It’s not uncommon for marketing consultants to preach the need for a meaningful logo, something that communicates by itself from day one. Ries and Trout used to argue that brand names like ‘Head and Shoulders’ were much better than meaningless names like ‘Pantene’ or ‘Vosene’. We marketing people tend to take our brands, and logos, very seriously and tend to assume that consumers do too, but this is misguided out-of-touch thinking.
Brands, and their distinctive assets, identify – that’s it. They (potentially) ensure that people know it is you, not someone else advertising. They allow people to repeat-buy you, to see you on shelf.
Consumers rarely stop to think about whether the logo looks nice, trustworthy, or conveys any other connotation. Few people (outside of the marketing industry) ponder….
- Why America’s largest most famous burger chain has a Scottish name ?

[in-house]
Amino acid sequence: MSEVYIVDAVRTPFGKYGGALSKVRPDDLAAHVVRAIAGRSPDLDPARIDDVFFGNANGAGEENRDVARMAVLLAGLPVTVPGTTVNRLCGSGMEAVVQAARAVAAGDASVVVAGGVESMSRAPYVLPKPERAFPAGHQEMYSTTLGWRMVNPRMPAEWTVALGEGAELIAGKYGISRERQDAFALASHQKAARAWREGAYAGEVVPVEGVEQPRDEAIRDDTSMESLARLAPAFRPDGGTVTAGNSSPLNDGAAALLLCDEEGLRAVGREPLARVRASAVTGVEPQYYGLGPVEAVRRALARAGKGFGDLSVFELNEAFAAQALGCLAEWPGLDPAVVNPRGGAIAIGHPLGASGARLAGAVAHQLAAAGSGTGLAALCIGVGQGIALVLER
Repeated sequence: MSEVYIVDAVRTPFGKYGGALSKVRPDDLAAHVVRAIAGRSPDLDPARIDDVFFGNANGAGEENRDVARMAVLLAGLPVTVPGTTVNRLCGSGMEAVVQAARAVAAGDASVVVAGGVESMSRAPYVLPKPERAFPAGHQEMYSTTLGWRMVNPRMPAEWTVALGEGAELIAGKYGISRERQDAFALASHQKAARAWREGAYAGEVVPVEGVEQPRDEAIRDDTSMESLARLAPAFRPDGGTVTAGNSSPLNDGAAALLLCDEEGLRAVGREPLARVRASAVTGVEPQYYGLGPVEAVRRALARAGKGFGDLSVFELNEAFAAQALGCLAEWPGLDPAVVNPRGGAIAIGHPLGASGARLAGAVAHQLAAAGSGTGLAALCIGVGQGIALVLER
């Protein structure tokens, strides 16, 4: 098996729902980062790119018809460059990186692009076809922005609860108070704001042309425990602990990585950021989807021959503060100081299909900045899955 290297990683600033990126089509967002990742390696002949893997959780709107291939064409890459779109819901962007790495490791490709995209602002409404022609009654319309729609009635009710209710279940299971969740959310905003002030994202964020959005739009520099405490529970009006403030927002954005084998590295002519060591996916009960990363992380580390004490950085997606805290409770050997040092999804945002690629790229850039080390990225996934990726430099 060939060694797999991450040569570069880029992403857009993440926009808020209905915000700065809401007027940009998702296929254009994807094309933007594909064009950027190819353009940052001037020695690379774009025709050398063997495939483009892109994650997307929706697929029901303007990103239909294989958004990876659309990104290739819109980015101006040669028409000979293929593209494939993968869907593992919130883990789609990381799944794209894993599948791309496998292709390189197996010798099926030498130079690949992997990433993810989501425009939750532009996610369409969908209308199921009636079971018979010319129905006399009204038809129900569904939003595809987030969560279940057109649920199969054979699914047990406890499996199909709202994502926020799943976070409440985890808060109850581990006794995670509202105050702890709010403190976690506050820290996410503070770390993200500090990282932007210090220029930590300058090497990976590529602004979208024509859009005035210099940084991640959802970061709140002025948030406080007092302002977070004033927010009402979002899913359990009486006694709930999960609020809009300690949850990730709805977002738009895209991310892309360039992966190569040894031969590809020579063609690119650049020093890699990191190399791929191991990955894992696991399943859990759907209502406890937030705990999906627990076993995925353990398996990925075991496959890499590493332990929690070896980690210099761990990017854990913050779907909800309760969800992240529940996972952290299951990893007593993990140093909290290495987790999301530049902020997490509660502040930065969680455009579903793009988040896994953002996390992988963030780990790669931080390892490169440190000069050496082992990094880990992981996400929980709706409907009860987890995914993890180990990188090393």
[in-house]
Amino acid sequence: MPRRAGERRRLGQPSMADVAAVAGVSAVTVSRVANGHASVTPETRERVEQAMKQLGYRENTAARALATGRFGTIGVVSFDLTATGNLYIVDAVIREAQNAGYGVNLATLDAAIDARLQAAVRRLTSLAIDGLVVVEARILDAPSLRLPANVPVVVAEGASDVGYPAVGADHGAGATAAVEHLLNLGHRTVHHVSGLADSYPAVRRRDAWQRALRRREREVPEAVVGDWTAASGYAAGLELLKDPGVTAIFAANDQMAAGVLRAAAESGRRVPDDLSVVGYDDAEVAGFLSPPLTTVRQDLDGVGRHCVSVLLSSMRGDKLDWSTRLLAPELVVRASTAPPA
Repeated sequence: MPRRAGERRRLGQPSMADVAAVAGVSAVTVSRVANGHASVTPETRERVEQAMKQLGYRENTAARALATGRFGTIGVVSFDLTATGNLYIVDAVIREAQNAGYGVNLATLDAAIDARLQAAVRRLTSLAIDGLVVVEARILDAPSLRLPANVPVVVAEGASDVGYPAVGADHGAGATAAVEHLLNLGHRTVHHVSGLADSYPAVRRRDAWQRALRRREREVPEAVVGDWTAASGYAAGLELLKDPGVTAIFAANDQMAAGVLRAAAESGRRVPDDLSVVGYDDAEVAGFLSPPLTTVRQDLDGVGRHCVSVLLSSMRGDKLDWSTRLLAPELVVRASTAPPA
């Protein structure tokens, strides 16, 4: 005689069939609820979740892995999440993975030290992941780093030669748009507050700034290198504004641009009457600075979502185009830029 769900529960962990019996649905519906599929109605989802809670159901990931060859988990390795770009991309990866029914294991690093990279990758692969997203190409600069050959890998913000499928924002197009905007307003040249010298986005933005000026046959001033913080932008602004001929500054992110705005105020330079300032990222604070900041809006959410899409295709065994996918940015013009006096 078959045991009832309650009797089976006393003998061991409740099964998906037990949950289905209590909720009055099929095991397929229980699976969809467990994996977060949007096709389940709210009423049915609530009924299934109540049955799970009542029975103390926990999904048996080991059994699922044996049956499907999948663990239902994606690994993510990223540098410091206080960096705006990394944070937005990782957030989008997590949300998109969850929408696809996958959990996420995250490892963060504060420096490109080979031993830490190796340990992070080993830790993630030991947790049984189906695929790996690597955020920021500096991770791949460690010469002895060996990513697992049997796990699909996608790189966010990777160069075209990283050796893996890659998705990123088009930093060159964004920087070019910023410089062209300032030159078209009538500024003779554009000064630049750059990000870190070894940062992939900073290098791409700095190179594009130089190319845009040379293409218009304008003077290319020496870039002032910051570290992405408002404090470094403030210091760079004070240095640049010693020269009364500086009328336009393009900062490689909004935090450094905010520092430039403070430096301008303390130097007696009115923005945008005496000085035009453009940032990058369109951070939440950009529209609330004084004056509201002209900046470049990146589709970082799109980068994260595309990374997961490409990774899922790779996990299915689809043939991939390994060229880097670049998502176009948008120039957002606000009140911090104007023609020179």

- Why one of Australia’s largest banks is named after a word that means to steal (nab) ?
- What does purple have to do with chocolate ? And what do the words Snickers, Mars or Kit-Kat mean ? Why is Toblerone a triangle ?
- What does IBM stand for ? What does the word Accenture mean ? Why is Google called Google, or Amazon called Amazon ?
- Is HP Sauce sold by HP (computing) ? Do Walker’s crisps and Walker’s shortbread come from the same company ?
People don’t ask these questions because brandnames and logos are simply that. THEY BRAND THAT”S ALL. They stand for a particular company operating in a particular category. And getting consumers to even understand that requires very hard marketing work and lots of money and time. Consultants and designers who think that brand names, logos and other brand assets have any deeper intrinsic meaning are merely showing how poorly they understand real consumer behaviour, and commercial reality.